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In Britain an even more dramatic development took place. One centre in which the male dancer held his own was Copenhagen, where the Paris-trained August Bournonville directed the ballet for many years. She brought her art to millions who had never seen ballet before, and she became in the process a veritable icon.

Gradually, dancing became more daring, with men lifting the ballerinas into the air. While the one-act ballet that Diaghilev had introduced became the norm in the West, Soviet ballet remained wedded to the multiact form. Ballet music was an accompaniment for the solo and ensemble dances. The Ballets Russes de Monte Carlo continued the Diaghilev tradition by commissioning leading artists and composers to collaborate in the ballets. Independently of the Ballets Russes, Anna Pavlova traveled the world with her own company of supporting dancers.

London was another important centre of ballet at this time, but there ballet was largely an imported form, dominated by visiting stars from the Continent and by French choreographers. There was great rivalry between the two companies, which in appeared simultaneously in London. This was a story told without any words. The development of ballet in the United States has been no less dramatic. Blum broke with de Basil in to form his own short-lived company with Fokine as ballet master, while de Basil directed his own company under various names until his death.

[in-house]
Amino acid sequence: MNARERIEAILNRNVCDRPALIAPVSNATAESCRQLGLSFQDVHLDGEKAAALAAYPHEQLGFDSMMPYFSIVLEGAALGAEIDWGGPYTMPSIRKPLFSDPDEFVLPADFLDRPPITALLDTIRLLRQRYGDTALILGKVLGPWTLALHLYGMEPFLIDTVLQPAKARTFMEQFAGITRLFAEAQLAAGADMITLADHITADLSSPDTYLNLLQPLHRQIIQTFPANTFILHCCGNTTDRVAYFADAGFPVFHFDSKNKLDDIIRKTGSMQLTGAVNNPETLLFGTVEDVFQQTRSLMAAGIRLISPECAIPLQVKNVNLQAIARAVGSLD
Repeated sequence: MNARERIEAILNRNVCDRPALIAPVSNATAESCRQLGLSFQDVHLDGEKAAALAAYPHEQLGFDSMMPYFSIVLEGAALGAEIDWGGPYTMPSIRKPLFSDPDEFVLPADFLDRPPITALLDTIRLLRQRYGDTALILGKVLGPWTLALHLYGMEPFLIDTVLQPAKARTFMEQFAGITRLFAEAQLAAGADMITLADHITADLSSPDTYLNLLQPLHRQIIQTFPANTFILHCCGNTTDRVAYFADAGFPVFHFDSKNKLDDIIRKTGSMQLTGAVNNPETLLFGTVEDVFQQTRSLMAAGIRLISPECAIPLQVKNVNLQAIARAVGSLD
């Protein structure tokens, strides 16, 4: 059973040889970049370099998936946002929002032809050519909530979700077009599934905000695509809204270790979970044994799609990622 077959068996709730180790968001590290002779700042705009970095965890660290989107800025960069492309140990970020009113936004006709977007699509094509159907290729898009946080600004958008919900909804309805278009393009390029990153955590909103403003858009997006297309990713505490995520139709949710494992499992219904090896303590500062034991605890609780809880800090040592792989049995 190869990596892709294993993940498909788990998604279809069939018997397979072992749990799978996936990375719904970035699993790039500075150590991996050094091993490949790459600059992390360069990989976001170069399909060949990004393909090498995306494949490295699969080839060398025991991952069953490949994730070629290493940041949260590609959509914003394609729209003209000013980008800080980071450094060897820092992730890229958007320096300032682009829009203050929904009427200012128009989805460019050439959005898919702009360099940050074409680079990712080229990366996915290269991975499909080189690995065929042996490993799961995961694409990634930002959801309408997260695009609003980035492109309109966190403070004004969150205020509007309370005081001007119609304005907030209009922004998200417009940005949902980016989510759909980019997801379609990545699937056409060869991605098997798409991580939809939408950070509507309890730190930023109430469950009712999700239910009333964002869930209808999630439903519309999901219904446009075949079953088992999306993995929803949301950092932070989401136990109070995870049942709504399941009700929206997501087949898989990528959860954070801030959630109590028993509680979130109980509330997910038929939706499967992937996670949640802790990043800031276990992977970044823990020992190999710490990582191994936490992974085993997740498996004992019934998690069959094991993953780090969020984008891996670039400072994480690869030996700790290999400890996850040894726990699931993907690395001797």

The Imperial Ballet paid great attention

At the same time, an awareness of the historical traditions of Russian ballet was returning, and some of the classic ballets of the previous century were reintroduced into the repertoire. The Imperial Ballet paid great attention to the training of its dancers, and an essentially Russian style emerged in the company. For example, critics of the Russian composer Pyotr Ilyich Tchaikovsky mentioned his writing of ballet music as something demeaning.

Notwithstanding its imperial and aristocratic associations, ballet in the Soviet Union survived and flourished, although it took a different course than ballet in western Europe. Although the other ballet masters, Jean Dauberval and Maximilien Gardel, forced Noverre out of the organization, they were no less committed to the new genre he had introduced. Tchaikovsky's Swan Lake was the first musical ballet piece to be created by a symphonic composer. Meanwhile, ballet had also taken root in other European cities, most notably in Vienna and in Italian cities such as Milan and Naples. Although the country has no national ballet, its leading companies stand comparison with the principal national companies of Europe.

At the same time an awareness